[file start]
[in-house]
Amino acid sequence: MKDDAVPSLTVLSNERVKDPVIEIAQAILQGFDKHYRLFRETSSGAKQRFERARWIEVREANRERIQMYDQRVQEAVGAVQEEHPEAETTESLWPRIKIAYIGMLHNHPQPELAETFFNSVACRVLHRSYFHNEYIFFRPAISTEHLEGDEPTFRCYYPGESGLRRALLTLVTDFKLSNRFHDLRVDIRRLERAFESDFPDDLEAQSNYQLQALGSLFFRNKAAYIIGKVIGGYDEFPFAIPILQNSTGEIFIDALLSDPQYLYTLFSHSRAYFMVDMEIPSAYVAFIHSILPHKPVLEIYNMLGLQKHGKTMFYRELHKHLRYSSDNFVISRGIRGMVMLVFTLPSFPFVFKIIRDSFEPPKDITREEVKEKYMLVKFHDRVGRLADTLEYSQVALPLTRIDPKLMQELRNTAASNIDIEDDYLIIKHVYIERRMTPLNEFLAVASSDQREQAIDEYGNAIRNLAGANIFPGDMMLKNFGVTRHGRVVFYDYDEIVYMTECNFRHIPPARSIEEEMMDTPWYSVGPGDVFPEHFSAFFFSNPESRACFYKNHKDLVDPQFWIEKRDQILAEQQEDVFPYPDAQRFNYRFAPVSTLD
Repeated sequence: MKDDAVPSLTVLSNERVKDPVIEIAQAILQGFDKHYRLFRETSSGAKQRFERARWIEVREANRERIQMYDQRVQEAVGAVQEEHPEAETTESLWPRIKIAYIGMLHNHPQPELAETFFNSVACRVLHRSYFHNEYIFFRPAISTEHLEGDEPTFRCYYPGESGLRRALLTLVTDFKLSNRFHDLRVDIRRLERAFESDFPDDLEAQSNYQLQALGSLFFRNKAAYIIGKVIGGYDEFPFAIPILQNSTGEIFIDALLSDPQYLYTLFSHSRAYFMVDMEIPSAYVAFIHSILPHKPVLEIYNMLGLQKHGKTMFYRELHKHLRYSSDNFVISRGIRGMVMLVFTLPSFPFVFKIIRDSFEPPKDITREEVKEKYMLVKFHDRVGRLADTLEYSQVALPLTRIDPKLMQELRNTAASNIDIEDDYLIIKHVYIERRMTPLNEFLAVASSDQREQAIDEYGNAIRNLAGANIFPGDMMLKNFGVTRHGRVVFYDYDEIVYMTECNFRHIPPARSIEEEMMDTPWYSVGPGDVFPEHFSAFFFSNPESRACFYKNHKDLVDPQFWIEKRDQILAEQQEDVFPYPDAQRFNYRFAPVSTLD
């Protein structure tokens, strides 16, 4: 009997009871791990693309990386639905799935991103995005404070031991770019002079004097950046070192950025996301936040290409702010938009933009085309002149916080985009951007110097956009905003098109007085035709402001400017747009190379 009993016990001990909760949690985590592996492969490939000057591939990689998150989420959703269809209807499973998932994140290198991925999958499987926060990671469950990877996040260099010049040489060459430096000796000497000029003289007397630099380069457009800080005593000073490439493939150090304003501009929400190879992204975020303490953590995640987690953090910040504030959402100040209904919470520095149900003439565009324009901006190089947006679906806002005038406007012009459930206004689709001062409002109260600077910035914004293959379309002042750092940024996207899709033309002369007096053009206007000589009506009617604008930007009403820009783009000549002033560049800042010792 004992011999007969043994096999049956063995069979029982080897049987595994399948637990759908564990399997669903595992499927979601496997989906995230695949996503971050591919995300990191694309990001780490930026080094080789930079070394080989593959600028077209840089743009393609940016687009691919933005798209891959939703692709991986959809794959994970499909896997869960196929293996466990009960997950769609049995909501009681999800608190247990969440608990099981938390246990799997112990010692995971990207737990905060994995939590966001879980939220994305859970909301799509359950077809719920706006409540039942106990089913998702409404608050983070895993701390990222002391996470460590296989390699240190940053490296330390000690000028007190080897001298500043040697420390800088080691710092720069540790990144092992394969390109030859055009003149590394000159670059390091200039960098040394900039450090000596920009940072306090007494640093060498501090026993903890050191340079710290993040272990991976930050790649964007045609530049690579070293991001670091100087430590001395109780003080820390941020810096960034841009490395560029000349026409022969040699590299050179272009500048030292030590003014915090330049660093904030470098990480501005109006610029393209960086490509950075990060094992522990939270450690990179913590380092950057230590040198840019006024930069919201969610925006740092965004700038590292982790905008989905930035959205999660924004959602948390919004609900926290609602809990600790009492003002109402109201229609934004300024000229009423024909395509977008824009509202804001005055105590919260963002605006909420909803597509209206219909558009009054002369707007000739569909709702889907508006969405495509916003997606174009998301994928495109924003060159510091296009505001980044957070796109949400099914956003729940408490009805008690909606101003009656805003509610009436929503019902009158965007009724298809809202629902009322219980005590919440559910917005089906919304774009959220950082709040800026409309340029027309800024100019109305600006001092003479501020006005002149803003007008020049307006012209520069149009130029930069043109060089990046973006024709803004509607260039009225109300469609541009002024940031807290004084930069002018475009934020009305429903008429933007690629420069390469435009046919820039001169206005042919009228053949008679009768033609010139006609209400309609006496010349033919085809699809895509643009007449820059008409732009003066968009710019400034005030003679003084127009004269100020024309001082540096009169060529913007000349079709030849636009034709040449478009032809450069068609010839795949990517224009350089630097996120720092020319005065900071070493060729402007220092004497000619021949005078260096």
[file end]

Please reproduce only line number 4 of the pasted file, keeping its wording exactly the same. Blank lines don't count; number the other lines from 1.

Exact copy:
């Protein structure tokens, strides 16, 4: 009997009871791990693309990386639905799935991103995005404070031991770019002079004097950046070192950025996301936040290409702010938009933009085309002149916080985009951007110097956009905003098109007085035709402001400017747009190379 009993016990001990909760949690985590592996492969490939000057591939990689998150989420959703269809209807499973998932994140290198991925999958499987926060990671469950990877996040260099010049040489060459430096000796000497000029003289007397630099380069457009800080005593000073490439493939150090304003501009929400190879992204975020303490953590995640987690953090910040504030959402100040209904919470520095149900003439565009324009901006190089947006679906806002005038406007012009459930206004689709001062409002109260600077910035914004293959379309002042750092940024996207899709033309002369007096053009206007000589009506009617604008930007009403820009783009000549002033560049800042010792 004992011999007969043994096999049956063995069979029982080897049987595994399948637990759908564990399997669903595992499927979601496997989906995230695949996503971050591919995300990191694309990001780490930026080094080789930079070394080989593959600028077209840089743009393609940016687009691919933005798209891959939703692709991986959809794959994970499909896997869960196929293996466990009960997950769609049995909501009681999800608190247990969440608990099981938390246990799997112990010692995971990207737990905060994995939590966001879980939220994305859970909301799509359950077809719920706006409540039942106990089913998702409404608050983070895993701390990222002391996470460590296989390699240190940053490296330390000690000028007190080897001298500043040697420390800088080691710092720069540790990144092992394969390109030859055009003149590394000159670059390091200039960098040394900039450090000596920009940072306090007494640093060498501090026993903890050191340079710290993040272990991976930050790649964007045609530049690579070293991001670091100087430590001395109780003080820390941020810096960034841009490395560029000349026409022969040699590299050179272009500048030292030590003014915090330049660093904030470098990480501005109006610029393209960086490509950075990060094992522990939270450690990179913590380092950057230590040198840019006024930069919201969610925006740092965004700038590292982790905008989905930035959205999660924004959602948390919004609900926290609602809990600790009492003002109402109201229609934004300024000229009423024909395509977008824009509202804001005055105590919260963002605006909420909803597509209206219909558009009054002369707007000739569909709702889907508006969405495509916003997606174009998301994928495109924003060159510091296009505001980044957070796109949400099914956003729940408490009805008690909606101003009656805003509610009436929503019902009158965007009724298809809202629902009322219980005590919440559910917005089906919304774009959220950082709040800026409309340029027309800024100019109305600006001092003479501020006005002149803003007008020049307006012209520069149009130029930069043109060089990046973006024709803004509607260039009225109300469609541009002024940031807290004084930069002018475009934020009305429903008429933007690629420069390469435009046919820039001169206005042919009228053949008679009768033609010139006609209400309609006496010349033919085809699809895509643009007449820059008409732009003066968009710019400034005030003679003084127009004269100020024309001082540096009169060529913007000349079709030849636009034709040449478009032809450069068609010839795949990517224009350089630097996120720092020319005065900071070493060729402007220092004497000619021949005078260096």